The smallish nature of the arts donor base in Canada is also a factor to consider when setting initial crowdfunding targets. “I suspect part of the challenge is you’re dealing with a fairly small segment of the population who follows art, particularly modern art or abstract art,” says Carleton University philanthropy and non-profit leadership professor Susan Phillips. “And it’s hard to convert those who either don’t appreciate or just don’t know about this particular giving space.”
It’s good to look at other international museums for scale expectations. The Louvre has done big, $1 million-plus crowdfunding campaigns before—but it is reportedly the most visited museum in the world at 8.1 million visitors per year, with a much larger base to draw upon. The Smithsonian, which gets 30 million attendees per year across all its museums, did its first big crowdfunding campaign in 2015—and even then, it only looked to raise “$500,000 for work on the space suit Neil Armstrong wore in 1969 when he walked on the moon,” the Washington Post reports.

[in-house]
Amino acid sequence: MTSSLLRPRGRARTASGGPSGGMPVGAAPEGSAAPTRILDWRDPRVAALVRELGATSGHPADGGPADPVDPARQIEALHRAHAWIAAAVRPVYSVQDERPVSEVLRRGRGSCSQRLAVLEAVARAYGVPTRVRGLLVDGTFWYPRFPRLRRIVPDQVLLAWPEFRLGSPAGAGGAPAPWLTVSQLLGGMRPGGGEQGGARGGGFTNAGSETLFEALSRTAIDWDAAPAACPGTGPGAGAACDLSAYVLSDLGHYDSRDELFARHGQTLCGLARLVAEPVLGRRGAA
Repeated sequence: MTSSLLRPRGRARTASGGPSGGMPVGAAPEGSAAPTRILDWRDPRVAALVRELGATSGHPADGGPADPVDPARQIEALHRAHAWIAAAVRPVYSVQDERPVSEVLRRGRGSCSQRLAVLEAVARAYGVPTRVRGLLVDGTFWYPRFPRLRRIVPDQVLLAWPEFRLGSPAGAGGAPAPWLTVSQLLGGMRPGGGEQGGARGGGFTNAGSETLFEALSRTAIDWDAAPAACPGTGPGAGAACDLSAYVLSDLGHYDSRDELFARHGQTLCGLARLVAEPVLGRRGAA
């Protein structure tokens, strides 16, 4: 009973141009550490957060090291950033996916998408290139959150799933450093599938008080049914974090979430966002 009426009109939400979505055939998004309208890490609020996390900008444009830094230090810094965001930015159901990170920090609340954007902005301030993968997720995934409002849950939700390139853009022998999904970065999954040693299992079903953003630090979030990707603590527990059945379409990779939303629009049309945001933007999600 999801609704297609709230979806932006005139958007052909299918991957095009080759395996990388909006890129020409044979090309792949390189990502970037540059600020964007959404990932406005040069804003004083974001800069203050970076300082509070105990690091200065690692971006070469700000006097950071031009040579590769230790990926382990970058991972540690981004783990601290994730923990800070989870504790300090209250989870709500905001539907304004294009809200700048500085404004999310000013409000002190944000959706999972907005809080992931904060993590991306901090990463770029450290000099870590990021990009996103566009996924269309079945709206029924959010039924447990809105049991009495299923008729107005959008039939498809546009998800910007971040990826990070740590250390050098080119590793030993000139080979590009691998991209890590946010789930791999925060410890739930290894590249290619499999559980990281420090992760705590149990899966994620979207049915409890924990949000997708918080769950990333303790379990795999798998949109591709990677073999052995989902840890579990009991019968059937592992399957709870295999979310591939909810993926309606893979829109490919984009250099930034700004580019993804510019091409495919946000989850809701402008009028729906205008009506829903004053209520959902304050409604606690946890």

By comparison, the AGO had just under 1 million visitors per year in 2016–17. And yet it sought to crowdfund $1.3 million in 30 days. It’s possible that reviewing that goal in advance—or at least setting the fundraising period at 60 days, like the Louvre has for its latest crowdfunding campaign, or working directly with crowd funding experts to choose an appropriate campaign object, target, timeline and goal—which the Smithsonian did with Kickstarter—would have generated more success.
3. Do consider social media and audience reach for your project as a plus.
In many ways, a Kusama was the right artist to pick for an AGO crowdfunding campaign. Ticket demand and social media mentions to the show were very high for the AGO’s Kusama exhibition this spring, and Kusama has been called “perhaps the most Instagrammed artist ever”—so when generating online donations, it seems like more of a lock than a lesser-known artist.
“It was the right campaign for the right issue,” says Paul Nazareth, VP education and development at the Canadian Association of Gift Planners, of the AGO’s Kusama crowdfunding effort. “That’s because the AGO is the largest organization of its kind [in Ontario] and that exhibit had the most amount of human volume. The things that line up to be solid on crowdfunding is you have to have high volume, high engagement, things like Instagrammability—and this was the largest Instagram event in Canada in some time.”